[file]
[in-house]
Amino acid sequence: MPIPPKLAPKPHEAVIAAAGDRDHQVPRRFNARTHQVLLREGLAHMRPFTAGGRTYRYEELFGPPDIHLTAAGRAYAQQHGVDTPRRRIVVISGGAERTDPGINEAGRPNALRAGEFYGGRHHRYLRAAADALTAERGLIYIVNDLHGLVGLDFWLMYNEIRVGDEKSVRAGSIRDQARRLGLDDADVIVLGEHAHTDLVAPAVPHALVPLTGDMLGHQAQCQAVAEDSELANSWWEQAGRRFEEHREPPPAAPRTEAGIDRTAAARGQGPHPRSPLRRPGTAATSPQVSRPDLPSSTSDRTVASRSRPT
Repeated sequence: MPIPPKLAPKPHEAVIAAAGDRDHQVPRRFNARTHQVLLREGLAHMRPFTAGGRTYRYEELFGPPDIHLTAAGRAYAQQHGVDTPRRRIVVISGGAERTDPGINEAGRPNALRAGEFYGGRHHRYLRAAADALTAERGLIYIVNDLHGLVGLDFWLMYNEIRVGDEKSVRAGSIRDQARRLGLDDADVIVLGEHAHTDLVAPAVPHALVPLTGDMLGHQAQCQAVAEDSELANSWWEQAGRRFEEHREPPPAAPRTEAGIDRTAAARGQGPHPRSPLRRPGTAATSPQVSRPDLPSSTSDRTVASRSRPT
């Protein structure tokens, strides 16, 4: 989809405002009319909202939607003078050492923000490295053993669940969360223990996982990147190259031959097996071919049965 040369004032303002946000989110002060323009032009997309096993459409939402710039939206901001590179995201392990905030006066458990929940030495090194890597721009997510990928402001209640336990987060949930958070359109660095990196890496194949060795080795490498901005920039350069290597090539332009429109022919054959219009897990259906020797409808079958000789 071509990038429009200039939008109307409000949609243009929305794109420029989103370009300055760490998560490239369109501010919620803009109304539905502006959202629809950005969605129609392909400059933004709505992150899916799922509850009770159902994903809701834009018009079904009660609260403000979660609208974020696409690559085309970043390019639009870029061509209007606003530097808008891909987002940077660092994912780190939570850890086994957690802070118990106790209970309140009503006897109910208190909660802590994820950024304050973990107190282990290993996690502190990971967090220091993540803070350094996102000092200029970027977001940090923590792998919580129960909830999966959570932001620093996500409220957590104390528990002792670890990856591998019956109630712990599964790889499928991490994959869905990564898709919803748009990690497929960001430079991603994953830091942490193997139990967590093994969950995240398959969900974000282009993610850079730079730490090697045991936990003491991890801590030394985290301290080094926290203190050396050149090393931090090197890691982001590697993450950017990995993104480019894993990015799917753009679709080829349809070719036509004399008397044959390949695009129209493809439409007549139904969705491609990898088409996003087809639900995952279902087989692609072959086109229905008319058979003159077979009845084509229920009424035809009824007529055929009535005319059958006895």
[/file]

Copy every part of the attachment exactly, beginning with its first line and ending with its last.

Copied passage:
[in-house]
Amino acid sequence: MPIPPKLAPKPHEAVIAAAGDRDHQVPRRFNARTHQVLLREGLAHMRPFTAGGRTYRYEELFGPPDIHLTAAGRAYAQQHGVDTPRRRIVVISGGAERTDPGINEAGRPNALRAGEFYGGRHHRYLRAAADALTAERGLIYIVNDLHGLVGLDFWLMYNEIRVGDEKSVRAGSIRDQARRLGLDDADVIVLGEHAHTDLVAPAVPHALVPLTGDMLGHQAQCQAVAEDSELANSWWEQAGRRFEEHREPPPAAPRTEAGIDRTAAARGQGPHPRSPLRRPGTAATSPQVSRPDLPSSTSDRTVASRSRPT
Repeated sequence: MPIPPKLAPKPHEAVIAAAGDRDHQVPRRFNARTHQVLLREGLAHMRPFTAGGRTYRYEELFGPPDIHLTAAGRAYAQQHGVDTPRRRIVVISGGAERTDPGINEAGRPNALRAGEFYGGRHHRYLRAAADALTAERGLIYIVNDLHGLVGLDFWLMYNEIRVGDEKSVRAGSIRDQARRLGLDDADVIVLGEHAHTDLVAPAVPHALVPLTGDMLGHQAQCQAVAEDSELANSWWEQAGRRFEEHREPPPAAPRTEAGIDRTAAARGQGPHPRSPLRRPGTAATSPQVSRPDLPSSTSDRTVASRSRPT
């Protein structure tokens, strides 16, 4: 989809405002009319909202939607003078050492923000490295053993669940969360223990996982990147190259031959097996071919049965 040369004032303002946000989110002060323009032009997309096993459409939402710039939206901001590179995201392990905030006066458990929940030495090194890597721009997510990928402001209640336990987060949930958070359109660095990196890496194949060795080795490498901005920039350069290597090539332009429109022919054959219009897990259906020797409808079958000789 071509990038429009200039939008109307409000949609243009929305794109420029989103370009300055760490998560490239369109501010919620803009109304539905502006959202629809950005969605129609392909400059933004709505992150899916799922509850009770159902994903809701834009018009079904009660609260403000979660609208974020696409690559085309970043390019639009870029061509209007606003530097808008891909987002940077660092994912780190939570850890086994957690802070118990106790209970309140009503006897109910208190909660802590994820950024304050973990107190282990290993996690502190990971967090220091993540803070350094996102000092200029970027977001940090923590792998919580129960909830999966959570932001620093996500409220957590104390528990002792670890990856591998019956109630712990599964790889499928991490994959869905990564898709919803748009990690497929960001430079991603994953830091942490193997139990967590093994969950995240398959969900974000282009993610850079730079730490090697045991936990003491991890801590030394985290301290080094926290203190050396050149090393931090090197890691982001590697993450950017990995993104480019894993990015799917753009679709080829349809070719036509004399008397044959390949695009129209493809439409007549139904969705491609990898088409996003087809639900995952279902087989692609072959086109229905008319058979003159077979009845084509229920009424035809009824007529055929009535005319059958006895």